One persistent criticism of audiophilia is that it can be expensive. Why this criticism is leveled at, say, Pono—but not at fine wine, high-end apparel, or fancy cars—is one of life's mysteries. I'd say the best signal sources, speakers, amps, headphones, and other products are worth the investment if you know what you're doing. But paying more for the good stuff isn't the only way to be an audiophile. You can get pretty good sound from, say, one of the $600 receivers on our Top Picks list. And, whatever you may have on your rack, there are other ways of improving your system for little or nothing. Longtime readers will find most of the following tips blindingly obvious. But they are intended for younger readers just getting their systems started.

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Mark Fleischmann Posted: Feb 06, 2015 72 comments
First there was mono. Then there was stereo. And then things got complicated. Surround sound has been a restless medium ever since it first snuck into movie theaters and home theaters. Encoding methods and formats have proliferated but standards have been elusive. Where multiplexes are concerned, that doesn't affect the consumer much. Most moviegoers are content to leave the technical details to the theater owners (except our readers, of course). But at home, where consumers are investing their own money in the home theater experience, many would like to have a fixed idea of what surround sound is at heart, something as close as possible to a stable minimum standard. And until now that standard has been 5.1. But in the dawning age of Dolby Atmos, is 5.1 obsolete?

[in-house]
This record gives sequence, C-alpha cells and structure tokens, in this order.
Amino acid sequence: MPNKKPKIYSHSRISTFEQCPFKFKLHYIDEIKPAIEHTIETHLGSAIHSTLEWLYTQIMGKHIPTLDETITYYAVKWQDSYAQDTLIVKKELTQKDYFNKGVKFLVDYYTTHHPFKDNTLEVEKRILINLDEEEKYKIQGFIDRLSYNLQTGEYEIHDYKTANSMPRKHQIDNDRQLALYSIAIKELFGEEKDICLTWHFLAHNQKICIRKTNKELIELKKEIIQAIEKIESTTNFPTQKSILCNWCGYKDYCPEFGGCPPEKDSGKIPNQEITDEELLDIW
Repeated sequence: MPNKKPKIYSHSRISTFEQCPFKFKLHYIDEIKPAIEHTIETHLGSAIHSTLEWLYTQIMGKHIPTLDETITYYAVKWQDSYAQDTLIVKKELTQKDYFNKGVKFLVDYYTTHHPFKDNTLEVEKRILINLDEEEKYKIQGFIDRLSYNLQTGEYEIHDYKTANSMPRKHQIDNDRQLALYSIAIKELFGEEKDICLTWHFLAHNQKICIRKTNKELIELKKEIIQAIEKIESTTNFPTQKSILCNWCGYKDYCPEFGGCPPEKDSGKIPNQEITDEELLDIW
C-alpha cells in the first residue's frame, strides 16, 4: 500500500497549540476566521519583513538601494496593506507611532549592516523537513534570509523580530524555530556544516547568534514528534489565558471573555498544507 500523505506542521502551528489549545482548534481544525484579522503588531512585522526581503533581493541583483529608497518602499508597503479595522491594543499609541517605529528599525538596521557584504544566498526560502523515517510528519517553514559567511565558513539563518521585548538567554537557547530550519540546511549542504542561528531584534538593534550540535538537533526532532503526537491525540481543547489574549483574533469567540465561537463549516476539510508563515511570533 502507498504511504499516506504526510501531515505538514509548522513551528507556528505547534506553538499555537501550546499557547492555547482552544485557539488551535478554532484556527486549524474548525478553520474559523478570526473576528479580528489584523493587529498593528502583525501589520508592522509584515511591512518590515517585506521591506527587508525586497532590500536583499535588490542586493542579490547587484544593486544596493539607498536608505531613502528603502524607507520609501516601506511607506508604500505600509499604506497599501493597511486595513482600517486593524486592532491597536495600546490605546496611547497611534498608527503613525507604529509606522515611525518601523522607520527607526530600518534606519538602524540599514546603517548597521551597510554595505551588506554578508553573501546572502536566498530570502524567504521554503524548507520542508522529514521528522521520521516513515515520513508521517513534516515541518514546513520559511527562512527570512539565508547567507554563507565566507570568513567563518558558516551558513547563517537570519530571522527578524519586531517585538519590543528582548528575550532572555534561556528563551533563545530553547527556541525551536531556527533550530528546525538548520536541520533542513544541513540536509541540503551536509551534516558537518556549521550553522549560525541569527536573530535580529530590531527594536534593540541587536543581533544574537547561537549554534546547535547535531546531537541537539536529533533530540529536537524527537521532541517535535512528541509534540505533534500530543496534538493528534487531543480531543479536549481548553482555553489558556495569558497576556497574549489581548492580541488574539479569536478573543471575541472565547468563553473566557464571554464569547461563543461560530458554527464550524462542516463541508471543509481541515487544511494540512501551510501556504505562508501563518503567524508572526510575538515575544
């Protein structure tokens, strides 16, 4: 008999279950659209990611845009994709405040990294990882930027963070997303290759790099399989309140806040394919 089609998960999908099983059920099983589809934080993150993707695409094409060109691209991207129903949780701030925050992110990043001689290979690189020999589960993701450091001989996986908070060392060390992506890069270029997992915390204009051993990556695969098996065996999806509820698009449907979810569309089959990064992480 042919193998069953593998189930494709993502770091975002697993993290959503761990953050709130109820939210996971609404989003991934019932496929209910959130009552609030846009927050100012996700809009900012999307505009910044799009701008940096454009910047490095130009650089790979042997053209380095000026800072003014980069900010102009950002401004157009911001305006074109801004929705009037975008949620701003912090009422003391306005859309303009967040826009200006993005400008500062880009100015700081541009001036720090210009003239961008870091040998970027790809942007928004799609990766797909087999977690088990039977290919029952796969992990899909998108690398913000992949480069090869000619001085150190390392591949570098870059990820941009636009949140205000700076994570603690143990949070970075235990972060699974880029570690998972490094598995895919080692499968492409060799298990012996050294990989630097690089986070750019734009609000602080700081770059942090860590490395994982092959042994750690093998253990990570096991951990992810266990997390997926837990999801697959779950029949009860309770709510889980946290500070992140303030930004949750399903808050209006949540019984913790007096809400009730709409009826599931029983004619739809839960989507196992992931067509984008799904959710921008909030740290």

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Mark Fleischmann Posted: Jan 02, 2015 1 comments
Why do tech critics and readers alike persist in saying "X is dead?" Do we have a morbid fascination with death, mirroring society at large? Or is it just that we never feel more powerful than when we are the arbiters of life and death, giving technology that is already moving along a certain trajectory a further push into oblivion? X, in this context, is a mature audio format or technology. (I won't address video or computer technology here. Death somehow seems more final in those categories.) A whole lot of Xes have been prematurely declared dead over the years. Maybe what "X is dead" really means is "X does not fit into my agenda."